Ads with social components built in are easy to spot these days. Facebook’s Engagement Ads, Twitter’s Promoted Tweets, and Federated Media’s “conversational” ad network are all examples. This week brings a new entry to the field, courtesy of blogging platform Six Apart.
Six Apart has developed an ad format that uses sponsored questions to help brands engage with blog audiences. Called TypePad Conversations, the product consists of a module that publishers can embed on their pages and use to spark conversations with readers in a sponsored format. Reader responses appear on the individual sites where the module is hosted, and can also be aggregated in a hub on the advertiser’s site, Facebook page, or standalone destination.
The key selling point for advertisers, according to Six Apart CEO Chris Alden, is the new ad product that lets advertisers foster real conversations on a large number of sites while also being easy to buy. Ads are sold on a CPM basis, and bloggers get paid the same revenue share they would for Six Apart’s regular display ad sales.
“It’s more than a standard IAB format,” Alden said. “We’re trying to give advertisers high engagement without being overbearing. No one’s been able to do that with a large number of blogs.”
San Francisco-based Six Apart’s ad network reaches approximately 90 million U.S. unique users on thousands of sites, according to April data from comScore. Its mass reach approach is different from competitors like Federated Media, which reps social ad inventory on a more select list of between 150 and 200 sites and reaches approximately 35 million U.S. uniques.
Sprint is the first advertiser to embrace the format, asking questions designed to spur discussion about mobile phones and their role in our lives. Six Apart mobilized a group of influential blogs to participate in the Sprint campaign. They include JessicaGottlieb.com, BettyConfidential.com, and Geekweek.com.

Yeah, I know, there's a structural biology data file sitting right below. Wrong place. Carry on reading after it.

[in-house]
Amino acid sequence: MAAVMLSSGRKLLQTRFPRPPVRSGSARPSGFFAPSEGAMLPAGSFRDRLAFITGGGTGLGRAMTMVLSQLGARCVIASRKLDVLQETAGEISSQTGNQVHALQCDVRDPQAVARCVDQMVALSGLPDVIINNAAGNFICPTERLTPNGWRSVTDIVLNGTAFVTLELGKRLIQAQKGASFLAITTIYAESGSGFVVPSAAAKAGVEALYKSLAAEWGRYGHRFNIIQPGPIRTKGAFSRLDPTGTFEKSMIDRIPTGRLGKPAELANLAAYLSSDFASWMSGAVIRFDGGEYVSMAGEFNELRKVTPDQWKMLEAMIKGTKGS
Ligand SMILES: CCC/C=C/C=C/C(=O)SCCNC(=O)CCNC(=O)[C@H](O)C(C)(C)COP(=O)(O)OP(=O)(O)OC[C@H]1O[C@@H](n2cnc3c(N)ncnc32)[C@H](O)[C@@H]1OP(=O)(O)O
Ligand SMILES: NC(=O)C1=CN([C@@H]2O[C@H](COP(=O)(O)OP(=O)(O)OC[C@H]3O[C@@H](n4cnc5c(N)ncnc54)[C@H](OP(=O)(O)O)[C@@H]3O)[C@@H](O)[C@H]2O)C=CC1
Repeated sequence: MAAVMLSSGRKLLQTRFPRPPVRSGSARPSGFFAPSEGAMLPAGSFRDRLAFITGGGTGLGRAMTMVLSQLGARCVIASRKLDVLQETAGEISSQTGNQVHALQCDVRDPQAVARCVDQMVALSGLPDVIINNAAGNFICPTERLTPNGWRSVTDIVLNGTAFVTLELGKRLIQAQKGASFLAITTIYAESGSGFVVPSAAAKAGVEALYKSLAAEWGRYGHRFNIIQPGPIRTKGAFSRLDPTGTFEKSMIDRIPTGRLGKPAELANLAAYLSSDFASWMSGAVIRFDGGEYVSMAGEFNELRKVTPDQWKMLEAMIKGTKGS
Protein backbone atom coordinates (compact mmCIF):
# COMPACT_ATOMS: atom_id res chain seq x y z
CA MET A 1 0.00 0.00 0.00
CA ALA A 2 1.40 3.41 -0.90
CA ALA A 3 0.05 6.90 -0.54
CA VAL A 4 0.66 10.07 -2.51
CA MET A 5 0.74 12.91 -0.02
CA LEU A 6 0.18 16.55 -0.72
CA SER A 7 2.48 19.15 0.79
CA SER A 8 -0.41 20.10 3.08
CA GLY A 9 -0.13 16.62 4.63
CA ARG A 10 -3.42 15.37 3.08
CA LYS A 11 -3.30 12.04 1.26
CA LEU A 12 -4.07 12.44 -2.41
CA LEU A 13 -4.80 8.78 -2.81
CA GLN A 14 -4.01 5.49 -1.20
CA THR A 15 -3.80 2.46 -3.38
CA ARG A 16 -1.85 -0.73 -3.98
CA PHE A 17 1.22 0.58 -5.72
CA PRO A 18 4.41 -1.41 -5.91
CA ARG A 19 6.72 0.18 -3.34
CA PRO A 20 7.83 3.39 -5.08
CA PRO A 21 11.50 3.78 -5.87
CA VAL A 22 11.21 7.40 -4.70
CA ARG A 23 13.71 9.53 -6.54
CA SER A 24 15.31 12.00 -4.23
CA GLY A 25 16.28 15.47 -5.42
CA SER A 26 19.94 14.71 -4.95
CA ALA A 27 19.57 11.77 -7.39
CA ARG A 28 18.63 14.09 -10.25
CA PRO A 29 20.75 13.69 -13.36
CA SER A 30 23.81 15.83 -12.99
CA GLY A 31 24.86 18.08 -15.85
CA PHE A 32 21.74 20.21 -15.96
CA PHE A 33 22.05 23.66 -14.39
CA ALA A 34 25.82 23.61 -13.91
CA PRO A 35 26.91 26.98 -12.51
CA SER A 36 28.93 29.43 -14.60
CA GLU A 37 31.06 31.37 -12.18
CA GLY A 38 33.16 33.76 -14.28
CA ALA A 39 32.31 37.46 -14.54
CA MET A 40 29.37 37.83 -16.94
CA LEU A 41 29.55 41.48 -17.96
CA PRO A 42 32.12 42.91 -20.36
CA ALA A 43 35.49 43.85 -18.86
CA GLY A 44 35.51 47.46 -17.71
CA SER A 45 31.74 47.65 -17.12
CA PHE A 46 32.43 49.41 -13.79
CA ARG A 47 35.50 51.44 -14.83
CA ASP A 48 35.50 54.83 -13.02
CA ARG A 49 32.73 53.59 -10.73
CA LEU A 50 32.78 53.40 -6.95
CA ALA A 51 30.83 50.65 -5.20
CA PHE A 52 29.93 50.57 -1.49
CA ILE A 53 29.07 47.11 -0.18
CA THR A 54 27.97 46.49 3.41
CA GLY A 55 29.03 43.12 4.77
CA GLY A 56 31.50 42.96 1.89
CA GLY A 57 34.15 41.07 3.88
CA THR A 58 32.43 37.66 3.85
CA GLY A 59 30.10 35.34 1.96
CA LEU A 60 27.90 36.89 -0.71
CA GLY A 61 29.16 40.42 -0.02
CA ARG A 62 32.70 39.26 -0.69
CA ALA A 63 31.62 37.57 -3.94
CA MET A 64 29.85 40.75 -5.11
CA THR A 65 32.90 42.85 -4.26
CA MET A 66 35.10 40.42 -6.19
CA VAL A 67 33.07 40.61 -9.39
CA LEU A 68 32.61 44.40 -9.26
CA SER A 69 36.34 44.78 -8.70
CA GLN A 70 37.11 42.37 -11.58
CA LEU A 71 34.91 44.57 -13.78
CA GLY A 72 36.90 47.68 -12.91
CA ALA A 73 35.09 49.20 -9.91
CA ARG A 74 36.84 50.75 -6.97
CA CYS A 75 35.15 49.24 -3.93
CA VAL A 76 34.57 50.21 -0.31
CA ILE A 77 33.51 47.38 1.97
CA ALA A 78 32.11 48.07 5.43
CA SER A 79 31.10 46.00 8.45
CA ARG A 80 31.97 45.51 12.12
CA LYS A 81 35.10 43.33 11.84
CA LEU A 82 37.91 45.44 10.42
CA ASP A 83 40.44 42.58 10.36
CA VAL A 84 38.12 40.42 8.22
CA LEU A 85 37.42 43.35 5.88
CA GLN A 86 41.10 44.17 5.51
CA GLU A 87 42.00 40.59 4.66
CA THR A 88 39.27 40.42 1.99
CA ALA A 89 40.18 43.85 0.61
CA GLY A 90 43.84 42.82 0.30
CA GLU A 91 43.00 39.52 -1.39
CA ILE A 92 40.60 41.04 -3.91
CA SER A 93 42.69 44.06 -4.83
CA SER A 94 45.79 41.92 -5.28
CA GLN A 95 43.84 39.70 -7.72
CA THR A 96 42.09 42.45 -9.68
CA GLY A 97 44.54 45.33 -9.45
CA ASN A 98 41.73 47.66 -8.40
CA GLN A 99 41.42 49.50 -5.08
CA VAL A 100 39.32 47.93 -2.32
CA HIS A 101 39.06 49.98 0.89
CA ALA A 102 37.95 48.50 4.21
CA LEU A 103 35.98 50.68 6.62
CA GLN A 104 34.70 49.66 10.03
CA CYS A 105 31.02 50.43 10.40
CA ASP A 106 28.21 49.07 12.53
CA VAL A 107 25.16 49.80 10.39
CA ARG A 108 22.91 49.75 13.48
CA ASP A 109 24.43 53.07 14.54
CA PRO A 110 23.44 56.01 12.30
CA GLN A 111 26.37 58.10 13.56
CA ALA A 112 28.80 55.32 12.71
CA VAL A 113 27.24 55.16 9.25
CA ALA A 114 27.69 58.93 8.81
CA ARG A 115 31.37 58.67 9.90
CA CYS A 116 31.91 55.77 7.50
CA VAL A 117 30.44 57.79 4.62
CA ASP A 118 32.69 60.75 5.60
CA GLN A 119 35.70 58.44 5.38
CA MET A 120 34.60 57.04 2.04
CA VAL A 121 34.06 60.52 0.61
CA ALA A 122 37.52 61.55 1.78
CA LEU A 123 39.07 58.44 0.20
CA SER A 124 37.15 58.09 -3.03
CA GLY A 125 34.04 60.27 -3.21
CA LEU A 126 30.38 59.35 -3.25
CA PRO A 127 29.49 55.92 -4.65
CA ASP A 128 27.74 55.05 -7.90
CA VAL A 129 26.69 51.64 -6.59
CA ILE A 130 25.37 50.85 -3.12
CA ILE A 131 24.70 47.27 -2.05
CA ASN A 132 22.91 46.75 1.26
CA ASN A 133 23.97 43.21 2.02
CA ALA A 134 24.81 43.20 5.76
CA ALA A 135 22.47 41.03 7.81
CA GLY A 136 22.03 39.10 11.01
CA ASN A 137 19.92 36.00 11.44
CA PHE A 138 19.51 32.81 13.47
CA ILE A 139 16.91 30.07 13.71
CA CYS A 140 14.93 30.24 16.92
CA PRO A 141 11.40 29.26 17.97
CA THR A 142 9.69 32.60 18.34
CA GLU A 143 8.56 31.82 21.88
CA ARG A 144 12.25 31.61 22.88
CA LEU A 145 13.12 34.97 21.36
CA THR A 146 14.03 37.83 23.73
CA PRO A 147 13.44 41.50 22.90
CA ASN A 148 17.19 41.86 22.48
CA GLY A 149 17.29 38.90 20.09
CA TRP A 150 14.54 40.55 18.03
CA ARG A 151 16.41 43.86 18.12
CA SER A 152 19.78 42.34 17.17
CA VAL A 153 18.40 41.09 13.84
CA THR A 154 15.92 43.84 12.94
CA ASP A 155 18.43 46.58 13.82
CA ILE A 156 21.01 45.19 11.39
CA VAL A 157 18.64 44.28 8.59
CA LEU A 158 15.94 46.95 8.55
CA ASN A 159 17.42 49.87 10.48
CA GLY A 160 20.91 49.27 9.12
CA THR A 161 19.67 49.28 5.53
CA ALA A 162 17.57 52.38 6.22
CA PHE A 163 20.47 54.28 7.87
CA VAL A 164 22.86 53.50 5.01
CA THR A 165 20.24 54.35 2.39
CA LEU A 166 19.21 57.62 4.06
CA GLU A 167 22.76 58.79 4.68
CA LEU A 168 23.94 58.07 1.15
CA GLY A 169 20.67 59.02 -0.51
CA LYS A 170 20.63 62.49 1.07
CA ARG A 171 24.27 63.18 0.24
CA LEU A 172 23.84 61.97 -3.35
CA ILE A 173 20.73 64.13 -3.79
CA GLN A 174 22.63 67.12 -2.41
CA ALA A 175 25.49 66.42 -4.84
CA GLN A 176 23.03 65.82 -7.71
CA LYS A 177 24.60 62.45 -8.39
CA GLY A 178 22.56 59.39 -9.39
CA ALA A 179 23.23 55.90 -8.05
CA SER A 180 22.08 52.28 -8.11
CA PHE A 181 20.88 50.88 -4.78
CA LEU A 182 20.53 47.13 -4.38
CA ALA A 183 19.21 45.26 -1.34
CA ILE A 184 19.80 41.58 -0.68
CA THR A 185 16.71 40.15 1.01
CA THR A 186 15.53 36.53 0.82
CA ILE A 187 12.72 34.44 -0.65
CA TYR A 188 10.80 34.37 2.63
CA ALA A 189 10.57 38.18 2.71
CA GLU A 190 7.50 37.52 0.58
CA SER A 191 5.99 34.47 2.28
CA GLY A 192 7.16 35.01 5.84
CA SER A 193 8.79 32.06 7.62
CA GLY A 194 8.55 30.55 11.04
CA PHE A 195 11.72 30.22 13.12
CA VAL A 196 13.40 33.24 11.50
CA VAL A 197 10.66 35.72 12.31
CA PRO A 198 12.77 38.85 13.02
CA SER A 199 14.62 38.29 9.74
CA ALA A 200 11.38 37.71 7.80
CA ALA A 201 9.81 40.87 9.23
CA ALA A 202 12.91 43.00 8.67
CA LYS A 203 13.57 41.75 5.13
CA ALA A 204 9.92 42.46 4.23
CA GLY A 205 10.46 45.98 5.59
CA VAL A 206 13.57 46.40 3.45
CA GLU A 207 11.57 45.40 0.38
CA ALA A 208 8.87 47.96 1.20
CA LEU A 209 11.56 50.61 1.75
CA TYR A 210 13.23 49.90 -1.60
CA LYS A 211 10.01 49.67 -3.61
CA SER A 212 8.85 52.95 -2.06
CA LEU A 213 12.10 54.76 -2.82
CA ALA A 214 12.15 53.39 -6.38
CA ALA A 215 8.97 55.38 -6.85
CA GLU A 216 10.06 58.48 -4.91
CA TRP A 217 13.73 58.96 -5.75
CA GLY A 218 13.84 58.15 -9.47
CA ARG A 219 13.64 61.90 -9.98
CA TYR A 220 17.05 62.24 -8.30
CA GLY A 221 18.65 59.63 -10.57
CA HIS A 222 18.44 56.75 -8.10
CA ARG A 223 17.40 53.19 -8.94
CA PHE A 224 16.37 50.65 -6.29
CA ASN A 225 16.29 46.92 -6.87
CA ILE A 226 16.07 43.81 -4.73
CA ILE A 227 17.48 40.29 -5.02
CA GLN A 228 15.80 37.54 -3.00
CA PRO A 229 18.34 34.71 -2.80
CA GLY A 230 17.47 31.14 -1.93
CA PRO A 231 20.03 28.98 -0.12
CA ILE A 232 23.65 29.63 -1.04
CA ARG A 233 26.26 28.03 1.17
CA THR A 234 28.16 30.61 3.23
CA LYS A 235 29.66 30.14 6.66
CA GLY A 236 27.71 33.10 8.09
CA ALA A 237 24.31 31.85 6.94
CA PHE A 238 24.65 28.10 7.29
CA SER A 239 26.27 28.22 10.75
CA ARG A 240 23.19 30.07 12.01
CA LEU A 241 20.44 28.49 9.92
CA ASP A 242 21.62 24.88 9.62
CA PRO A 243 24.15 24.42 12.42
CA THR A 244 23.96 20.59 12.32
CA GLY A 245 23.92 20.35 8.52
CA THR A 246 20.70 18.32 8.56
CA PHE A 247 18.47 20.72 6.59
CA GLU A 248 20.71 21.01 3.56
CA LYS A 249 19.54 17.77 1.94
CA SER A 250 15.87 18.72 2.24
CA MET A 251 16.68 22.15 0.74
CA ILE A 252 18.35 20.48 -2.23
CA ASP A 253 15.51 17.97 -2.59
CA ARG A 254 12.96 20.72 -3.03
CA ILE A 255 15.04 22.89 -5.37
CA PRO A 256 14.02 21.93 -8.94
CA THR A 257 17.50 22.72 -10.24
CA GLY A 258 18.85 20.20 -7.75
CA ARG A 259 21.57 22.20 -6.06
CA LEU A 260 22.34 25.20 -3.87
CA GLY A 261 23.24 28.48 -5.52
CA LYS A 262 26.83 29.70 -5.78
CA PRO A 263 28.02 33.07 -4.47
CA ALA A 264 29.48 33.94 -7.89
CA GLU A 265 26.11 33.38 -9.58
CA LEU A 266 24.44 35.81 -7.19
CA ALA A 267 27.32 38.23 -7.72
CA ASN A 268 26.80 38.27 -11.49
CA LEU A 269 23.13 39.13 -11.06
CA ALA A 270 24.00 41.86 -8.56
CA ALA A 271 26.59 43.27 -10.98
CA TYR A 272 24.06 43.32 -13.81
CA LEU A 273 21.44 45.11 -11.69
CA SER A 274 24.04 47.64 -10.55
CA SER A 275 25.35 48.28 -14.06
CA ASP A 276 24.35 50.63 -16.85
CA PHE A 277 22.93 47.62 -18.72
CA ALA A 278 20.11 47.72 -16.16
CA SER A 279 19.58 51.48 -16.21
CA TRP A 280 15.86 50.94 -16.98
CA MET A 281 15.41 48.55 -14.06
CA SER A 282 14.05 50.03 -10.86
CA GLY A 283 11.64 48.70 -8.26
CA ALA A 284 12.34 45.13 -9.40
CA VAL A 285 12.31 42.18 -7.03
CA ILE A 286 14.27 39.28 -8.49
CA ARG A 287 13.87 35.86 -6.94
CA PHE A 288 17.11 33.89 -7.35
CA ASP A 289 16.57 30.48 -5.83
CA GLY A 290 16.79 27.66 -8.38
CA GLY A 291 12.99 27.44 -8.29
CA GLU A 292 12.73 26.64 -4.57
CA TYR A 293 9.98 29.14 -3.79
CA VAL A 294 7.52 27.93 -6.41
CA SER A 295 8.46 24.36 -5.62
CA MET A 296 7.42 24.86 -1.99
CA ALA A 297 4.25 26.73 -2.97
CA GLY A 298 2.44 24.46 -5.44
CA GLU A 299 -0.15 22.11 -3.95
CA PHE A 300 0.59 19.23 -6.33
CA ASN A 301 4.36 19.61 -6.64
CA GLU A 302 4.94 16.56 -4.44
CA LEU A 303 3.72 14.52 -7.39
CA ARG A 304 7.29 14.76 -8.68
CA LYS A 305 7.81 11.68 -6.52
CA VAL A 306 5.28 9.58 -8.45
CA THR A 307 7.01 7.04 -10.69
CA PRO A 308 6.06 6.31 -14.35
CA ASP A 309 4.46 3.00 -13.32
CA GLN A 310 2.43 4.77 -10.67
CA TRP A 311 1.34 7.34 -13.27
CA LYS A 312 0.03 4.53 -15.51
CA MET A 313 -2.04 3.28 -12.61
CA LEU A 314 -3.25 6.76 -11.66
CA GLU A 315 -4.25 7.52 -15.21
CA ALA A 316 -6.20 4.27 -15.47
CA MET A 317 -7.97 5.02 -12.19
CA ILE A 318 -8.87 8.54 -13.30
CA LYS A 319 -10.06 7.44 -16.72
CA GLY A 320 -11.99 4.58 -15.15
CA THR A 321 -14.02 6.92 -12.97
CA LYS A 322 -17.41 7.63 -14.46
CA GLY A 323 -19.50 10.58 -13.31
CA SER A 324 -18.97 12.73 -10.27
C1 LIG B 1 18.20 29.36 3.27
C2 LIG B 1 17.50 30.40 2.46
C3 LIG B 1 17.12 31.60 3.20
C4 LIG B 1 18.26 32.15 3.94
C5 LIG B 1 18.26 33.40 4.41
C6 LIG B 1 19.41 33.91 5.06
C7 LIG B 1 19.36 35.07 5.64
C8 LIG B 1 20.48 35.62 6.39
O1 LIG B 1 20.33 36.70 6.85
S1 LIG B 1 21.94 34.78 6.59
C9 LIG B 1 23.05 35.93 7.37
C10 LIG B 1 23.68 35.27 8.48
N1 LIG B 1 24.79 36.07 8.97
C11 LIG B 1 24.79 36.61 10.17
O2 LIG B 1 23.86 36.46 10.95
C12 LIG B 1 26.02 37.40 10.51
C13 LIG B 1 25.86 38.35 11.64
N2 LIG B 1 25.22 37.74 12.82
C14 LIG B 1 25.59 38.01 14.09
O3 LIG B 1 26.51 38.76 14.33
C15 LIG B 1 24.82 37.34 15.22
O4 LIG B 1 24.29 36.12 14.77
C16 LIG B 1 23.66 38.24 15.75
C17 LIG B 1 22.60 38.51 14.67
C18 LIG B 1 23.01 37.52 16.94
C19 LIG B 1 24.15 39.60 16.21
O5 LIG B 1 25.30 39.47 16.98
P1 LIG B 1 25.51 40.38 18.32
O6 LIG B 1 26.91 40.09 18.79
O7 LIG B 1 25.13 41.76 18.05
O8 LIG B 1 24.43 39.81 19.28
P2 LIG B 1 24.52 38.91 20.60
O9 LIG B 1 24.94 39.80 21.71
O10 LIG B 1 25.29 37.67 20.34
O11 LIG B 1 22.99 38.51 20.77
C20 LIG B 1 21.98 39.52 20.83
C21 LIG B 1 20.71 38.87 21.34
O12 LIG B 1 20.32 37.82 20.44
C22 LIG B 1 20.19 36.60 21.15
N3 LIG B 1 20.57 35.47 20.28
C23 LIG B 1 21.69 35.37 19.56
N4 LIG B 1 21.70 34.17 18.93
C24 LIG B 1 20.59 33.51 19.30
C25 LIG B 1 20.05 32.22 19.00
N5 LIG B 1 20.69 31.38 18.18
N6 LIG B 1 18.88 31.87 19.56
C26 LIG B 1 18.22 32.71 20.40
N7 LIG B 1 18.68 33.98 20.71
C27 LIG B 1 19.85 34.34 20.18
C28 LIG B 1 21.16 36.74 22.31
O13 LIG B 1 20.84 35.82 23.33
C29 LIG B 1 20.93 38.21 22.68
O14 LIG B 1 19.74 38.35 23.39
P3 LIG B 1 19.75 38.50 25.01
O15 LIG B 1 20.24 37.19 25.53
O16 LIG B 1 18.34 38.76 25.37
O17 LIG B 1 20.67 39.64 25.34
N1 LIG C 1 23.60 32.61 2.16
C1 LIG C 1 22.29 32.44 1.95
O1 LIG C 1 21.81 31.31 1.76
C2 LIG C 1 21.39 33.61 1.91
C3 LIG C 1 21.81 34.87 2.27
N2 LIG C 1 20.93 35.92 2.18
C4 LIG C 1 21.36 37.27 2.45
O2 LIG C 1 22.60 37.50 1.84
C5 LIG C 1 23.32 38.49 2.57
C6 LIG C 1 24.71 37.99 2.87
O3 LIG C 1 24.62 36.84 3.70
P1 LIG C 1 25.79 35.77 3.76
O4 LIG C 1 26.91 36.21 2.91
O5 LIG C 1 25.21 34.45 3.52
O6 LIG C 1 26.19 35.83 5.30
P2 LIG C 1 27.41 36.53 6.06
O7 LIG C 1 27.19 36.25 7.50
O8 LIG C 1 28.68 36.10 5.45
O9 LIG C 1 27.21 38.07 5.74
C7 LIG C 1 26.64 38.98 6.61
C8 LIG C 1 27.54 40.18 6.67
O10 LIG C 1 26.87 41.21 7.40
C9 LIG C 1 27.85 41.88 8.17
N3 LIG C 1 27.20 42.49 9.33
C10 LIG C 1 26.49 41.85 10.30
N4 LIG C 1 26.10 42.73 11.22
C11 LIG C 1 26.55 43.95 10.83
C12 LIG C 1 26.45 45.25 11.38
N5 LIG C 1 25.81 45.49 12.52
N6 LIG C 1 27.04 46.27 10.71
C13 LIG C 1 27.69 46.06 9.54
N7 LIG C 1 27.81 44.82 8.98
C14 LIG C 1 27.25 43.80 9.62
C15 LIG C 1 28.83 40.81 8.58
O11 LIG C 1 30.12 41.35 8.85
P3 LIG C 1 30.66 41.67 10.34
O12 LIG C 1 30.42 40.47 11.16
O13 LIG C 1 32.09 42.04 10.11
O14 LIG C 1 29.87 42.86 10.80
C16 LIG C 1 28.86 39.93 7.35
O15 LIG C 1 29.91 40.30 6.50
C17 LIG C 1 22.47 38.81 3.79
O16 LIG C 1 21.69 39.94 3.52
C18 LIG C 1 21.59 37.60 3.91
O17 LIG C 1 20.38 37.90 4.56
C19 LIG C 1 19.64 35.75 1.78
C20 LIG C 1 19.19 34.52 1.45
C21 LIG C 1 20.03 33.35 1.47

Though the campaign just started, engagement seems to be happening already. Yesterday on JessicaGottlieb.com and BettyConfidential.com, two sites geared toward women and mothers, Sprint sponsored this question: “Do your kids respond better and faster when you text or call them?” Replied one reader, “My daughter loves to leave me voice messages and usually only texts me when she wants to buy something!”
But as with any ad that tries to provoke discussion, there’s the chance of backfire. So it should come as no surprise that the tenor of Sprint’s early TypePad Conversations is not always kind to the brand.
Take the responses to this perhaps overly-specific question from Sprint: “If you could connect up to 5 devices at a time using just your mobile phone, how would that change how and when you access the internet?”
Of the 13 responses posted since the question went live, most are perplexed or dismissive. “I would not have any desire to,” said one. “I’ve got a Verizon MiFi, which does the same thing without the phone part,” said another.
Follow Zach Rodgers on Twitter at @zachrodgers.
They're arguably the most annoying video ad formats in existence, but soon they'll be a thing of the past, at least on YouTube.
On Thursday, Twitter reported its earnings for Q4 2016, and the results have raised questions about the company's long-term future.
From its $1.5 billion air cargo hub to its growing network of contract last-mile delivery drivers, Amazon is increasingly looking like a logistics company; but shipping and logistics giant FedEx isn't sitting idly by.
Havas Group's Meaningful Brands report delivers sobering news for brands: consumers wouldn't care if 74% of the brands they use disappeared off the face of the earth.